Asma’s mother refuses to budge. She categorically tells Asma that no parties or weddings will be attended in the middle of the exam week. Asma gets very upset. She has been studying hard and feels she deserves a break of an hour or so. Her mother tells her that she would be spending time getting dressed and then commuting: total of two to three hours. Then, she would want to stay till dinner and, hence, would return late night. She’d be too sleepy the next day. Asma says she will go, no matter what. Her mother says, no, no matter what. Both Asma and her mother get into a terrible argument that results in tears and silent treatment.

Scene B

Asma thinks a little bit before approaching her mother. She notes the time and the venue of the wedding. She mentally calculates the time she would be spending getting dressed and commuting to the wedding. With all this preparation, she talks to her mother and requests her to allow her an hour to attend the wedding. She assures her mother that she will do the preparation for next day’s exam well before time, will spend maximum fifteen minutes on getting ready and will not stay for the dinner at the wedding. She will simply go, meet everyone and then return. The break will be good for her and she would probably feel more refreshed for the paper next day. Asma’s mother thinks it over and then allows her to attend the wedding, if all conditions are met as put forward by Asma.

Note the difference in the two scenes. In the first, Asma and her mother engaged in positional bargaining: each has a ‘position’. They both argued tooth and nail to win that position. Eventually, they made up but it was not a happy arrangement for both. In the second, Asma and her mother engaged in interest bargaining. Asma knew her mother was not against attending the wedding per se. Her ‘interest’ was to ensure Asma’s exam did not get affected. Once Asma had identified all possible scenarios that her mother could oppose, she managed to convince her and attend the wedding without disobeying her.

In our daily interactions with our parents, spouses, children, neighbours or in-laws, we do encounter situations, in which we do not agree with another person. This is natural; what matters is how we deal with these differences to reach a win-win solution. There are basically two approaches towards resolving conflicts. Positional bargaining may result in a compromise, but one or both parties are usually not happy with the outcome. On the other hand, interest bargaining leads directly to a win-win solution, as it takes into account diverse interests and aims, rather than one’s position over a specific matter.

Despite interest bargaining being more beneficial, position bargaining is more popular. This is mainly because:

  1. It requires no or very little planning and preparation. Mostly, it depends upon a person’s position at the time of discussion or argument.
  2. It is very convenient, because it does not require planning or thinking through.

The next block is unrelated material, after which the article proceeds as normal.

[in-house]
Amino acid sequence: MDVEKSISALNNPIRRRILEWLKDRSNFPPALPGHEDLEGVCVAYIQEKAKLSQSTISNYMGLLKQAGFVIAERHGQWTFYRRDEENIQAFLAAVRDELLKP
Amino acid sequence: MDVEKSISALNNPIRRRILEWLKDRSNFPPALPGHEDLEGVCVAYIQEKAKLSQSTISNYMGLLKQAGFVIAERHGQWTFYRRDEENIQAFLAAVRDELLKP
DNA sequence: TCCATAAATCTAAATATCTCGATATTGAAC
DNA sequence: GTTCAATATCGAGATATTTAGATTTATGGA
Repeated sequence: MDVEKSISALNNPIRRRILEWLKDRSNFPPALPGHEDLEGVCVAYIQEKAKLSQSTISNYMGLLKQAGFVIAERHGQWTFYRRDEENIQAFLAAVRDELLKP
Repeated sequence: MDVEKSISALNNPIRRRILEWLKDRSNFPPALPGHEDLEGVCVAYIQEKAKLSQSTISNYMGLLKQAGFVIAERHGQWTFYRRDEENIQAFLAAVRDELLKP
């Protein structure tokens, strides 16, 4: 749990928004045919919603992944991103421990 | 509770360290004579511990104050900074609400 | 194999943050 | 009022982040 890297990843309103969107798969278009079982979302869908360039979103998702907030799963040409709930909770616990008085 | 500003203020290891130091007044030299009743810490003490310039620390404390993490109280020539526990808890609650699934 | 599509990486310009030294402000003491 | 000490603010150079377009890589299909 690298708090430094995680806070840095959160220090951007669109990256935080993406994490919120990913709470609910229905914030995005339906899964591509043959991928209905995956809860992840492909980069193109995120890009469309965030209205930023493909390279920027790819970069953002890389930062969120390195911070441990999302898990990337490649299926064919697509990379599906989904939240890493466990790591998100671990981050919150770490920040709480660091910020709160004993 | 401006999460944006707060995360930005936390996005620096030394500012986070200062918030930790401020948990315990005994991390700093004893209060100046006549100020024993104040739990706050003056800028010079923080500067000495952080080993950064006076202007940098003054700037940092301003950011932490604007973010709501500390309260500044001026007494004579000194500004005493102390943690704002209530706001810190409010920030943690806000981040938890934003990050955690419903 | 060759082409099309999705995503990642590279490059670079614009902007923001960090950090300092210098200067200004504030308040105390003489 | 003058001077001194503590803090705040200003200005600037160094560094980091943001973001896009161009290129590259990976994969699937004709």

3. It works most of the time and gives us results, even if not always wise.
  4. It can be applied to any situation.

On the other hand, interest bargaining requires some serious work. It needs proper planning and thinking through to reach creative solutions.

For example, 18-year-old Saad finds it difficult to wake up for Fajr and almost always gets into an argument with his mother about it. Position bargaining would mean that both Saad and his mother would come to a compromise: if Saad gets up for Salah for three days, he can miss it for three days, and his mother would not argue. However, this cannot be done, because the Salah is Fard (obligatory). No matter how tired Saad is, there is no excuse for missing the prayer. Once this premise is established in their minds, they can come up with solutions on how Saad can wake up for Fajr. This may include Saad educating himself on the importance of praying Salah on time, avoiding late nights, keeping multiple alarms and so on. It is important to note that the mother is not arguing to defend her position; she is defending a vital principle.

Similar is the case, when problems take root between in-laws. A frail, elderly mother-in-law, who is widowed and mostly bed-ridden, lives with her only son and his wife. The wife wants a separate portion in the house, because it is very taxing for her to look after a sick individual the whole day. She argues with her husband to hire a maid for the mother-in-law and move upstairs. Her husband can reach this compromise through position bargaining, and do as his wife suggests. However, he outlines the interests of them both:

  1. He wants his wife to be happy and content, and his mother to be taken care of.
  2. The wife wants some relief from the daily responsibilities of caring for the mother-in-law.
  3. The mother-in-law needs the company of her son’s family.

The son decides to hire a reliable maid, who can take care of his mother’s medical needs, so his wife can get some relief. The wife then agrees that she will not move to a separate portion, and, instead, will supervise the maid and give her mother-in-law company. This way, all parties are happy.

What are the attitudes of those, who engage in interest bargaining?

  • The interests of all parties in an argument are addressed for an agreement to be reached.